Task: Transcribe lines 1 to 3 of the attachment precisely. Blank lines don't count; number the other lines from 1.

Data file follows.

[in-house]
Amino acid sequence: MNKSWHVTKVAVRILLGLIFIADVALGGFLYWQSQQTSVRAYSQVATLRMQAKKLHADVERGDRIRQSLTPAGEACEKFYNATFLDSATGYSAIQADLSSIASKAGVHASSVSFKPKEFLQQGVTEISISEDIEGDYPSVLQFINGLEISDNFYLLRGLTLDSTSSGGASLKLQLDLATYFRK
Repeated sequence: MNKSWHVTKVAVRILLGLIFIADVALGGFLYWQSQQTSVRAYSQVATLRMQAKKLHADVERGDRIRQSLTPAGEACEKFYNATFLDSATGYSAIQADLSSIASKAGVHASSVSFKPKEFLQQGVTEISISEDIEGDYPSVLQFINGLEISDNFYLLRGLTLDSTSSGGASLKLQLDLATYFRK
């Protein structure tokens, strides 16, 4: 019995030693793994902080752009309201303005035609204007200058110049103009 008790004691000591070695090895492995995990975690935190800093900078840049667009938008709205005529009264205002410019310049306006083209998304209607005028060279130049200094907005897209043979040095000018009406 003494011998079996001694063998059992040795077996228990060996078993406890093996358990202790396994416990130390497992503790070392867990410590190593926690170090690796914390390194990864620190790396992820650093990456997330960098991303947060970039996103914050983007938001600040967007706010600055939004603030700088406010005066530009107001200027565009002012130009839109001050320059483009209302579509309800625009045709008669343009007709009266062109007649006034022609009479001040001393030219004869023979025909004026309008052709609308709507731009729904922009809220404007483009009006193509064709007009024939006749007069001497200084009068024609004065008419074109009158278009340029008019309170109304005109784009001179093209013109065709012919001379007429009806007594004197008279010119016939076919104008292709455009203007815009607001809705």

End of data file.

[in-house]
Amino acid sequence: MNKSWHVTKVAVRILLGLIFIADVALGGFLYWQSQQTSVRAYSQVATLRMQAKKLHADVERGDRIRQSLTPAGEACEKFYNATFLDSATGYSAIQADLSSIASKAGVHASSVSFKPKEFLQQGVTEISISEDIEGDYPSVLQFINGLEISDNFYLLRGLTLDSTSSGGASLKLQLDLATYFRK
Repeated sequence: MNKSWHVTKVAVRILLGLIFIADVALGGFLYWQSQQTSVRAYSQVATLRMQAKKLHADVERGDRIRQSLTPAGEACEKFYNATFLDSATGYSAIQADLSSIASKAGVHASSVSFKPKEFLQQGVTEISISEDIEGDYPSVLQFINGLEISDNFYLLRGLTLDSTSSGGASLKLQLDLATYFRK